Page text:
My problem was the myth of endurance, that is thae lack of change. Growing up I never had allergies, this time of year was as wonderful to me as the post cards made it sound. Then I got older and some microorganism got my number, some resistance I had went dormant or fled to Hawaii and I was doomed to suffer for two weeks a year as penance for living another year.

It’s the deal now. I get it. Things change. I change. The changing seasons were a good hint, but my changing immune system is the goods.

It is metaphor for existence. It is warning to humanity, told through a member of its ranks, that nature is not without weapons in the battle for existence.

It is decay in new life. My health, the land’s rejuvenation.

It’s wonderful and pretty miserable. Mostly miserable. Lots of misery. Lots of Kleenexes an pseudoephedrine. The pharmacist must think I’m cooking meth by now.

Still writing though. I’m good. The shot across my mortal bow is not unheeded. Make hay fever while the sun’s shining. Or something like that.

Thursday, March 21, 2019

Jodi Milner – Stonebearer’s Betrayal

It’s been a while since I’d had visitors at the Blog Mansion, but when I heard my good friend Jodi L. Milner was looking for ink and had dared to touch upon my esoteric interests, I summoned a few friends and had her over.

Jodi L. Milner: What kind of interview room is this? Occult symbols, incense, swords…

Johnny: I do some of my best interviews here. Stay in your own circle though. If you leave it, the other interviewers can get you.

Jodi: What other interviewers?

Johnny: Oh, they’re here. Just let the smoke get a little thicker, they’ll visually manifest.

A Voice from the west: WHY ARE YOU HERE?

Johnny: Tell him.

Jodi: We’re talking about my new book, Stonebearer’s Betrayal.

A voice from the south: WHAT IS IT ABOUT?

Jodi: At its heart it's a coming-of-age story where Katira, at the very adult age of eighteen, believes she has her life figured out. She knows her place, understands her path, and is destined to be the best healer in the northern Panthara mountains, just like her mother. That all changes when demons attack and throw her world into chaos, threatening to destroy both her and her family. To survive, she must find the strength within herself to face her worst fears and protect the ones she loves.


Jodi: Behind all the chaos is the Archdemoness Wrothe. She has escaped from her prison and will stop at nothing until she gets her revenge, which includes plans involving Katira's father. Is she a friend of yours?

A voice from the east: NOT RINGING ANY BELLS.

Low haunting laughter.


Jodi: This is where my favorite elements of the story come in. The magic preserves those who possess it, making them essentially immortal. These immortals formed a secret society, The Stonebearers of the Khandashii, to organize their efforts to aid and protect the people of the world from threats like Wrothe. The name Stonebearer comes from the focusing stone they are bound to that allows them to direct the flows of magic. There are limits, however, the energy required to perform this magic comes from the user. Not only does this cause the user pain, it can kill them should they attempt to use too much. To complicate things further, the magic itself scars the user's skin along the pathways it follows to leave the body.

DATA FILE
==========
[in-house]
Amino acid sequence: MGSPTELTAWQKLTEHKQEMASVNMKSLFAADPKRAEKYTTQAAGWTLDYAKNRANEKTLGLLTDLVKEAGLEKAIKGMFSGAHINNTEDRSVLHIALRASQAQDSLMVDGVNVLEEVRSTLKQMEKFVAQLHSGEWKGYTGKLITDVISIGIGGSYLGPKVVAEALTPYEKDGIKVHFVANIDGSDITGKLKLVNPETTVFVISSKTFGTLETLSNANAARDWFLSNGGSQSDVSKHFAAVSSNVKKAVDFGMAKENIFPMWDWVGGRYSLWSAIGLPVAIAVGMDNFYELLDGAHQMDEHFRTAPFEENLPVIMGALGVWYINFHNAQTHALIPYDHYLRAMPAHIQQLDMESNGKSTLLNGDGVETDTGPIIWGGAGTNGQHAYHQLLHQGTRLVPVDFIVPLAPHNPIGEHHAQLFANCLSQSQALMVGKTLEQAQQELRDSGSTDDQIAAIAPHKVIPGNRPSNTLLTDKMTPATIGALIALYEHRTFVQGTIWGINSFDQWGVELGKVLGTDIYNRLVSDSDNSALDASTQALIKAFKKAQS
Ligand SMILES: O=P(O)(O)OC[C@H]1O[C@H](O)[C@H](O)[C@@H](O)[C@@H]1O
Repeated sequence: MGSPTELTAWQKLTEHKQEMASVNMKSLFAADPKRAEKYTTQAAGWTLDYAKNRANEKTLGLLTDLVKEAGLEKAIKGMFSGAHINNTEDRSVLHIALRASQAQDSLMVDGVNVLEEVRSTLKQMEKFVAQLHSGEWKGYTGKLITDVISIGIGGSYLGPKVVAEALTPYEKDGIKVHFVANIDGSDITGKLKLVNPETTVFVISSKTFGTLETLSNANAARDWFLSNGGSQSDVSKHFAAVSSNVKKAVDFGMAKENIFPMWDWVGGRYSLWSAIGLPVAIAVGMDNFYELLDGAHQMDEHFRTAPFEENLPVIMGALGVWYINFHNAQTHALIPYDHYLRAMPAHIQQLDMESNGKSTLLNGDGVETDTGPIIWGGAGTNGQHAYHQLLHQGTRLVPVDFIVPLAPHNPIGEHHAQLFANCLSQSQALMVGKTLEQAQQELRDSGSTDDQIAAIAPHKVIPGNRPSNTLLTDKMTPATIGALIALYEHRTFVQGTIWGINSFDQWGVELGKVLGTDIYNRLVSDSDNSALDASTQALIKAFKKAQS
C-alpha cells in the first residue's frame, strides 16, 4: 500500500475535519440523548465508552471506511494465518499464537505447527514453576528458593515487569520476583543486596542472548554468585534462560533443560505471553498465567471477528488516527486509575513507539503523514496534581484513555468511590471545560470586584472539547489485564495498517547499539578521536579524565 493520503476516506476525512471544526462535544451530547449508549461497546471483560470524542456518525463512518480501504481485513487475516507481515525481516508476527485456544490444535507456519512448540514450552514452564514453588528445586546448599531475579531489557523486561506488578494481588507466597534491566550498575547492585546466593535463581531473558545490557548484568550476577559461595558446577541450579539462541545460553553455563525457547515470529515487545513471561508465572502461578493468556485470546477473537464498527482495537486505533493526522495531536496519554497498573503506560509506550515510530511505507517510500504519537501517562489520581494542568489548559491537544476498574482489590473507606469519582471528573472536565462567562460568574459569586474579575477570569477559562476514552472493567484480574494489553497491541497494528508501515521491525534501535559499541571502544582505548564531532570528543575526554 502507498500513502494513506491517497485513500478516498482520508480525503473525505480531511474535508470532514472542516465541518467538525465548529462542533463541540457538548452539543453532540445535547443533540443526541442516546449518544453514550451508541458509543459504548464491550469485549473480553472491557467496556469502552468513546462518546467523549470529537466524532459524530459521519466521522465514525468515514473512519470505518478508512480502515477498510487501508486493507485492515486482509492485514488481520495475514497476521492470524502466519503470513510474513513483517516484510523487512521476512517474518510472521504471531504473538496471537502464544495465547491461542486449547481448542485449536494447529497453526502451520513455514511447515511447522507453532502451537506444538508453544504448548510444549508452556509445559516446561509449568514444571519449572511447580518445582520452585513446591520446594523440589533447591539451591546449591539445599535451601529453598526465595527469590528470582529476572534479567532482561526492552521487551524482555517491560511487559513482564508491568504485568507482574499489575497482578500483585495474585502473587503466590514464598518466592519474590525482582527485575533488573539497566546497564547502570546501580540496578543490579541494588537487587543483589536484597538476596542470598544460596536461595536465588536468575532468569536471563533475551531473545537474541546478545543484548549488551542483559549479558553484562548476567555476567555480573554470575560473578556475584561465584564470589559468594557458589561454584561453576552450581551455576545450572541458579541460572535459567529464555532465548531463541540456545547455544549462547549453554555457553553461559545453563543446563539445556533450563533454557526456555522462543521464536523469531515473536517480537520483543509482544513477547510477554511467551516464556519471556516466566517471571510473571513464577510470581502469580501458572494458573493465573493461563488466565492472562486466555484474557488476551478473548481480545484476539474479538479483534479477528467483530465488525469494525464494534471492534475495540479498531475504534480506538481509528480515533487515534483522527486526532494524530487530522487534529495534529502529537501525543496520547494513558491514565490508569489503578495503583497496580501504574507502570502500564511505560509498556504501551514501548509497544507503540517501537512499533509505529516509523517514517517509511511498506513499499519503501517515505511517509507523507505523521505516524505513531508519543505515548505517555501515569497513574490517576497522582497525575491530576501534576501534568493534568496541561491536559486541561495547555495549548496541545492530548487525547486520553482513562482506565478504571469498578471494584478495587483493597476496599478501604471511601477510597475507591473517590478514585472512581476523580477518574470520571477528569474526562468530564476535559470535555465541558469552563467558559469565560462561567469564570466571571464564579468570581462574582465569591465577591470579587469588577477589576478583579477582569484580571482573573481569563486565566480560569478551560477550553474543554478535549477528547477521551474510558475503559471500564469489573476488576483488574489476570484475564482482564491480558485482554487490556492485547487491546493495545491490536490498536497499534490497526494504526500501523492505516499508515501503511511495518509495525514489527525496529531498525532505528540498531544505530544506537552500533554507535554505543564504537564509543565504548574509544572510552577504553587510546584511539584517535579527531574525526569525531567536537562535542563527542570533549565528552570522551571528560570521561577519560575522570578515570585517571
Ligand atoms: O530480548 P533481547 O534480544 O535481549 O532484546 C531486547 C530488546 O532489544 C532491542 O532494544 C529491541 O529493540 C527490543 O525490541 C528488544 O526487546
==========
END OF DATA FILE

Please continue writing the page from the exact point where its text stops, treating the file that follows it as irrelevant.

Jodi: I'm totally blaming network cable when I was a teenager for my inspiration, that and some truly excellent books. I survived adolescence watching The Highlander, Xena, and Kung Fu: The Legend Continues all while reading all the fantasy I could get my hands on.  

The incense gathered and morphed. Ghostly shapes could be imagined in the quadrants.

Johnny: How long did it take you to write?

Jodi: Including all the times I stopped because life got complicated, 10 years. But, to be fair, I had to learn how to write a book and that wasn't exactly easy. Plus, I had one baby when I started and then proceeded to create two more before I was finished. Honestly, making people is much easier than writing a book. It's the keeping them alive and healthy that's time consuming.

Voice from the west: ARE YOU MAKING IT INTO A SERIES?

Jodi: Yes. Books two and three are written and are entering the editing and polishing process as we speak.

Johnny: I’m always interested in how writers get started. Tell me the: story of how you got into print.


Ghostly giggles.

Jodi: You mean selling my soul actually works? That would have been so much easier. I started with short stories and worked my way up, learning about the publishing industry as I went. When my book was ready to enter the world I reached out to agents and publishers for almost a year before I signed a contract with Immortal Works Press. Do I think it's funny that my book deals with immortals and I sighed with Immortal Works? Yes, I do.

Voice from the east: NO BLOOD PACTS? NO SACRED OATHS?


Voice from the south: SHE’S NEW AT THIS, GIVE HER A CHANCE.


Devious laughing.

Johnny: Tell us how your human community has helped your writing.

Jodi: I owe my entire writing career to the amazing authors in the Utah writing community. Without their support, guidance, and advice I would have never made it to this point. I'm a proud member of the League of Utah Writers.



Gusts of wind shaking the coagulated smoke.

Johnny: Don’t believe them. They don’t know Oprah.


Johnny: These are lowly demons, they’re just book fans.


Johnny: I wasn’t.

Jodi: It’s getting hard to breath in here. My eyes are burning.

Johnny: Tell us where we can find out more about you.

Voice from the north: YES AND LEAVE A LOCK OF YOUR HAIR.







Amazon Author Page

Stonebearer’s Betrayal on Amazon

Publisher-Immoral Works

Johnny: Well I guess that does it, Thanks for coming over Jodi.

Jodi. It was fun. Creepy but fun. Give me a hug!

Johnny: No!

She steps out of the circle and is engulfed in whirling sulferous smoke.